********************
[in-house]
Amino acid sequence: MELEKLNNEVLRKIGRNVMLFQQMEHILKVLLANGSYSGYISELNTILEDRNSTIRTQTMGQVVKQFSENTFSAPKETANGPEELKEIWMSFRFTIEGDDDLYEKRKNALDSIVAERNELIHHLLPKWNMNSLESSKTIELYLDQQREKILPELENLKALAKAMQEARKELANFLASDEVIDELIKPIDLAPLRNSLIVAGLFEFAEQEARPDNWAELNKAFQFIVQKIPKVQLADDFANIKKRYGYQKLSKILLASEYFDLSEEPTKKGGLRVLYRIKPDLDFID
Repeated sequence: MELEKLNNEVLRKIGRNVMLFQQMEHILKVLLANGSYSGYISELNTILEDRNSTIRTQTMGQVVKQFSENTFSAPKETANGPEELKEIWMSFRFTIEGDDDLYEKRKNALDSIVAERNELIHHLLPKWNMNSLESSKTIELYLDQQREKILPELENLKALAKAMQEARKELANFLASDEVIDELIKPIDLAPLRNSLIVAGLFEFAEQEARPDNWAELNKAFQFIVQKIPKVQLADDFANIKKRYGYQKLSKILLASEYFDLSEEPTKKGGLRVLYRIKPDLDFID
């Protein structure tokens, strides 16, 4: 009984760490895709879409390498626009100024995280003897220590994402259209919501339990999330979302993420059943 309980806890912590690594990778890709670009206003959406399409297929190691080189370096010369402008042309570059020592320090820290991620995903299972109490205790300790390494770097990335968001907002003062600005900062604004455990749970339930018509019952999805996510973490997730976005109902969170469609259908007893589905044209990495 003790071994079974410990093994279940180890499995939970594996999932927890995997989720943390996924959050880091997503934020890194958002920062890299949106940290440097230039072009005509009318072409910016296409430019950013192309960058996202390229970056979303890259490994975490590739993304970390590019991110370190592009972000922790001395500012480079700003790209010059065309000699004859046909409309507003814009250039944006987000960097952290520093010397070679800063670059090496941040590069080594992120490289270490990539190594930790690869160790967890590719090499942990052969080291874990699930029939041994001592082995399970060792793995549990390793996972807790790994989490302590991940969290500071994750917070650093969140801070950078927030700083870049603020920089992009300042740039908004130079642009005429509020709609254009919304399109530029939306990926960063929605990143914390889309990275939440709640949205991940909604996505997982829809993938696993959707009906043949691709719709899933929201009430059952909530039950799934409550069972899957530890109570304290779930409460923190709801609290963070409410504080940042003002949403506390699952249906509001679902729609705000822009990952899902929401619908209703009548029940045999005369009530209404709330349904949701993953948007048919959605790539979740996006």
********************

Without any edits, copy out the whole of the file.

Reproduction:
[in-house]
Amino acid sequence: MELEKLNNEVLRKIGRNVMLFQQMEHILKVLLANGSYSGYISELNTILEDRNSTIRTQTMGQVVKQFSENTFSAPKETANGPEELKEIWMSFRFTIEGDDDLYEKRKNALDSIVAERNELIHHLLPKWNMNSLESSKTIELYLDQQREKILPELENLKALAKAMQEARKELANFLASDEVIDELIKPIDLAPLRNSLIVAGLFEFAEQEARPDNWAELNKAFQFIVQKIPKVQLADDFANIKKRYGYQKLSKILLASEYFDLSEEPTKKGGLRVLYRIKPDLDFID
Repeated sequence: MELEKLNNEVLRKIGRNVMLFQQMEHILKVLLANGSYSGYISELNTILEDRNSTIRTQTMGQVVKQFSENTFSAPKETANGPEELKEIWMSFRFTIEGDDDLYEKRKNALDSIVAERNELIHHLLPKWNMNSLESSKTIELYLDQQREKILPELENLKALAKAMQEARKELANFLASDEVIDELIKPIDLAPLRNSLIVAGLFEFAEQEARPDNWAELNKAFQFIVQKIPKVQLADDFANIKKRYGYQKLSKILLASEYFDLSEEPTKKGGLRVLYRIKPDLDFID
């Protein structure tokens, strides 16, 4: 009984760490895709879409390498626009100024995280003897220590994402259209919501339990999330979302993420059943 309980806890912590690594990778890709670009206003959406399409297929190691080189370096010369402008042309570059020592320090820290991620995903299972109490205790300790390494770097990335968001907002003062600005900062604004455990749970339930018509019952999805996510973490997730976005109902969170469609259908007893589905044209990495 003790071994079974410990093994279940180890499995939970594996999932927890995997989720943390996924959050880091997503934020890194958002920062890299949106940290440097230039072009005509009318072409910016296409430019950013192309960058996202390229970056979303890259490994975490590739993304970390590019991110370190592009972000922790001395500012480079700003790209010059065309000699004859046909409309507003814009250039944006987000960097952290520093010397070679800063670059090496941040590069080594992120490289270490990539190594930790690869160790967890590719090499942990052969080291874990699930029939041994001592082995399970060792793995549990390793996972807790790994989490302590991940969290500071994750917070650093969140801070950078927030700083870049603020920089992009300042740039908004130079642009005429509020709609254009919304399109530029939306990926960063929605990143914390889309990275939440709640949205991940909604996505997982829809993938696993959707009906043949691709719709899933929201009430059952909530039950799934409550069972899957530890109570304290779930409460923190709801609290963070409410504080940042003002949403506390699952249906509001679902729609705000822009990952899902929401619908209703009548029940045999005369009530209404709330349904949701993953948007048919959605790539979740996006």